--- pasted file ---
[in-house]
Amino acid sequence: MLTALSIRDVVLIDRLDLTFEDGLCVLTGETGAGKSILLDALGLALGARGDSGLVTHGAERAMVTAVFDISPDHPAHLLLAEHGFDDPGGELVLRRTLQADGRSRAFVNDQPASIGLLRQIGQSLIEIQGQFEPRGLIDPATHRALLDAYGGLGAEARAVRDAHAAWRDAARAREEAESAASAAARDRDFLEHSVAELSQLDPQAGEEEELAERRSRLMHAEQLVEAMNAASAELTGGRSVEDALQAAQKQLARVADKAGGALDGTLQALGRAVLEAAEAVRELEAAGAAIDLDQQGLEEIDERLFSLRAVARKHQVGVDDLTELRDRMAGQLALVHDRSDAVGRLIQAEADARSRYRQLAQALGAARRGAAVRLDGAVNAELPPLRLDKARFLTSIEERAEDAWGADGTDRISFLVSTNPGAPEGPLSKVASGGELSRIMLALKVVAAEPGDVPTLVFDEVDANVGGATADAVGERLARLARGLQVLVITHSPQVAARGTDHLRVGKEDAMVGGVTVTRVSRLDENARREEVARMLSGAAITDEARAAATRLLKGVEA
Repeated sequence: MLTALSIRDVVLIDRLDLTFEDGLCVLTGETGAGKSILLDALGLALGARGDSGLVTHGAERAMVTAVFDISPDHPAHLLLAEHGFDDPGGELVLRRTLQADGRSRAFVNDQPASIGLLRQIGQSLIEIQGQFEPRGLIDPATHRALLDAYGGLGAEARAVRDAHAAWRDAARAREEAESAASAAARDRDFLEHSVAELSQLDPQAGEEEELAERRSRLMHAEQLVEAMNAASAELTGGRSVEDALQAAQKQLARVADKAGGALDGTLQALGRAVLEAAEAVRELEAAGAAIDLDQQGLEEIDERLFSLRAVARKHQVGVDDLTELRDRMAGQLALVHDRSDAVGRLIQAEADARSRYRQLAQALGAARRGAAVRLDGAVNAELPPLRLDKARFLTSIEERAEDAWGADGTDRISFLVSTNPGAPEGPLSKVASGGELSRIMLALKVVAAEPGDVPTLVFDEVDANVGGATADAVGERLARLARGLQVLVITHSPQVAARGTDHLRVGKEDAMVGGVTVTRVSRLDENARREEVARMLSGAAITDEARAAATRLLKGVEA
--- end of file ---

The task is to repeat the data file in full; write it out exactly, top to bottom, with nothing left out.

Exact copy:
[in-house]
Amino acid sequence: MLTALSIRDVVLIDRLDLTFEDGLCVLTGETGAGKSILLDALGLALGARGDSGLVTHGAERAMVTAVFDISPDHPAHLLLAEHGFDDPGGELVLRRTLQADGRSRAFVNDQPASIGLLRQIGQSLIEIQGQFEPRGLIDPATHRALLDAYGGLGAEARAVRDAHAAWRDAARAREEAESAASAAARDRDFLEHSVAELSQLDPQAGEEEELAERRSRLMHAEQLVEAMNAASAELTGGRSVEDALQAAQKQLARVADKAGGALDGTLQALGRAVLEAAEAVRELEAAGAAIDLDQQGLEEIDERLFSLRAVARKHQVGVDDLTELRDRMAGQLALVHDRSDAVGRLIQAEADARSRYRQLAQALGAARRGAAVRLDGAVNAELPPLRLDKARFLTSIEERAEDAWGADGTDRISFLVSTNPGAPEGPLSKVASGGELSRIMLALKVVAAEPGDVPTLVFDEVDANVGGATADAVGERLARLARGLQVLVITHSPQVAARGTDHLRVGKEDAMVGGVTVTRVSRLDENARREEVARMLSGAAITDEARAAATRLLKGVEA
Repeated sequence: MLTALSIRDVVLIDRLDLTFEDGLCVLTGETGAGKSILLDALGLALGARGDSGLVTHGAERAMVTAVFDISPDHPAHLLLAEHGFDDPGGELVLRRTLQADGRSRAFVNDQPASIGLLRQIGQSLIEIQGQFEPRGLIDPATHRALLDAYGGLGAEARAVRDAHAAWRDAARAREEAESAASAAARDRDFLEHSVAELSQLDPQAGEEEELAERRSRLMHAEQLVEAMNAASAELTGGRSVEDALQAAQKQLARVADKAGGALDGTLQALGRAVLEAAEAVRELEAAGAAIDLDQQGLEEIDERLFSLRAVARKHQVGVDDLTELRDRMAGQLALVHDRSDAVGRLIQAEADARSRYRQLAQALGAARRGAAVRLDGAVNAELPPLRLDKARFLTSIEERAEDAWGADGTDRISFLVSTNPGAPEGPLSKVASGGELSRIMLALKVVAAEPGDVPTLVFDEVDANVGGATADAVGERLARLARGLQVLVITHSPQVAARGTDHLRVGKEDAMVGGVTVTRVSRLDENARREEVARMLSGAAITDEARAAATRLLKGVEA